German ministry considers change to climate levy plan

Source: Heren

2015/04/30

The German ministry of economics is now minded to place a levy on inefficient coal-fired power plants from 2017 based on wholesale power prices, rather than the initially proposed fixed rate, a spokeswoman said on Wednesday.

According to the original proposal the ministry published in March, fossil fuel-fired power plants more than 20 years of age would have to buy additional carbon certificates on top of EU compliance needs above a certain threshold of emitted CO2 per gigawatt of produced electricity.

The proposal was to help Germany reach 2020 climate targets.

The amount of carbon credits a firm would have to buy would grow until the plant reached 41 years of age. At the end of the 2017-2020 phase-in period, the amount of additional certificates required would correspond to a cost of €18-20 per tonne of CO2 equivalent (tCO2e), the ministry proposed.

“It would be too big a cost [for fossil fuel power plant owners],” said a spokeswoman for the ministry of economics on Wednesday about the fixed levy proposed.

Weak prices

She said the proposal was based on a forecast of German wholesale power prices reaching €42.00/MWh by 2020. However, the power price outlook has become more bearish in recent months. According to ICIS data, Calendar Year Baseload 2020 has traded below €33.00/MWh this year.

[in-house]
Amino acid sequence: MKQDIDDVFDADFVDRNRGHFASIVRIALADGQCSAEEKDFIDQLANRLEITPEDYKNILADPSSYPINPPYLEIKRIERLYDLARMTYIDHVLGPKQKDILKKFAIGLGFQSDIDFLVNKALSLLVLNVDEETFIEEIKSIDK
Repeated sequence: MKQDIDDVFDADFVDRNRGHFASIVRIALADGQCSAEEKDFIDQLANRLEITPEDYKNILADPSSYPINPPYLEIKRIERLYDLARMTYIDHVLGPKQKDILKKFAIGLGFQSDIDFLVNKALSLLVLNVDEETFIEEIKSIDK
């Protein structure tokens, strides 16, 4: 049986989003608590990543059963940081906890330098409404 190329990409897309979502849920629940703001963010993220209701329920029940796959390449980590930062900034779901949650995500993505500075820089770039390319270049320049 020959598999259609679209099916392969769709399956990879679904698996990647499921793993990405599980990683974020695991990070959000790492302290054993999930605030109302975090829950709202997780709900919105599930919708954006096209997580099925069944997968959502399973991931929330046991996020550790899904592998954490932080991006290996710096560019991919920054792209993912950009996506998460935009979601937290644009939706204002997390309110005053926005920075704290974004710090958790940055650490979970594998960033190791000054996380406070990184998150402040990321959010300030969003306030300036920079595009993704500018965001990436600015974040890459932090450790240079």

The ministry is now considering a levy that is dependent on wholesale power prices rather than being fixed at €18-20.00/tCO2e. The levy would be lower in case of lower power prices and higher in case of higher power prices, the spokeswoman said. The ministry has not yet decided what levy levels would correspond to different power prices, she added.

Reaction

Some have said that the ministry’s expectations about the impact the levy would have on power prices were unrealistic. Based on modelling analysis by consultancies Prognos and Oeko-Institut, the ministry said in its original proposal that the levy would increase 2020 power prices by about €2/MWh.

Oliver Schuh, director in the energy, utilities and regulation team at the rating agency FitchRatings said “the increase [in power prices] would clearly be higher” given the proposed levy.

The utility RWE has said that wholesale power prices would increase at least €5.00/MWh in case the original proposal would be implemented.

The economics ministry expects the government to approve the revised climate levy proposal in the beginning of June. laura.raus@icis.com